Should Liver Transplantation in Patients with Model for End-Stage Liver Disease Scores <= 14 Be Avoided? A Decision Analysis Approach

Division of Transplantation, Department of Surgery, University of Washington, Seattle, WA 98195, USA.
Liver Transplantation (Impact Factor: 4.24). 02/2009; 15(2):242-54. DOI: 10.1002/lt.21703
Source: PubMed


Studies have shown that liver transplantation offers no survival benefits to patients with Model for End-Stage Liver Disease (MELD) scores <or= 14 in comparison with remaining on the waitlist. The consensus of a 2003 transplant community national conference was that a minimum MELD score should be required for placement on the liver waitlist, but no minimum listing national policy was enacted at that time. We developed a Markov microsimulation model to compare results under the present US liver allocation policy with outcomes under a "Rule 14" policy of barring patients with a MELD score of <or=14 from the waitlist or transplantation. For probabilities in the microsimulation model, we used data on all adult patients (>or=18 years) listed for or undergoing primary liver transplantation in the United States for chronic liver disease from 1/1/2003 through 12/31/2007 with follow-up until 2/1/2008. The "Rule 14" policy gave a 3% improvement in overall patient survival over the present system at 1, 2, 3, and 4 years and predicted a 13% decrease in overall waitlist time for patients with MELD scores of 15 to 40. Patients with the greatest benefit from a "Rule 14" policy were those with MELD scores of 6 to 10, for whom a 17% survival advantage was predicted from waiting on the list versus undergoing transplantation. Our analysis supports changing the national liver allocation policy to not allow liver transplantation for patients with MELD <or= 14.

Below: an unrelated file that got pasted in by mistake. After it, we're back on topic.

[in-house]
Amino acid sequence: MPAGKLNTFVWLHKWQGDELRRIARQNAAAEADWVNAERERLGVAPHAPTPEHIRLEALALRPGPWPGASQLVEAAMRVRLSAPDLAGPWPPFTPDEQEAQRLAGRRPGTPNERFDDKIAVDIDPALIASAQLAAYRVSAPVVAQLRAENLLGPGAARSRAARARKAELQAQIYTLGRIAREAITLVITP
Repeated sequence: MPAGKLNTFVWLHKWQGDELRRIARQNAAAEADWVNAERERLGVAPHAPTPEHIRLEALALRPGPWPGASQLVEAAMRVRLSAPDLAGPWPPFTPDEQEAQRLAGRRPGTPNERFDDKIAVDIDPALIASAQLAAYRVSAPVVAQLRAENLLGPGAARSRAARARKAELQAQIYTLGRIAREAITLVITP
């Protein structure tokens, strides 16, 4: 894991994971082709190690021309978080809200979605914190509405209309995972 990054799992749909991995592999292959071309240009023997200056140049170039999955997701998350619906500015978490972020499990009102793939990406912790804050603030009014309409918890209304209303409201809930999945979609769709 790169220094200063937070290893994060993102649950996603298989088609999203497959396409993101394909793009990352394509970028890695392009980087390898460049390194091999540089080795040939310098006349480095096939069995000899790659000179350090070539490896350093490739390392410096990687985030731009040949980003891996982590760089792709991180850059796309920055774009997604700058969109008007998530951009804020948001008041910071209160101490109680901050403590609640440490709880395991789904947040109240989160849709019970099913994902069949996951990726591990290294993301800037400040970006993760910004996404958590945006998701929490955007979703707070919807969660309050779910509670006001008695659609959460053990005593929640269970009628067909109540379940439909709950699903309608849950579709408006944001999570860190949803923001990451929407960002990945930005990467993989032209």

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Available from: James D Perkins, Nov 10, 2014
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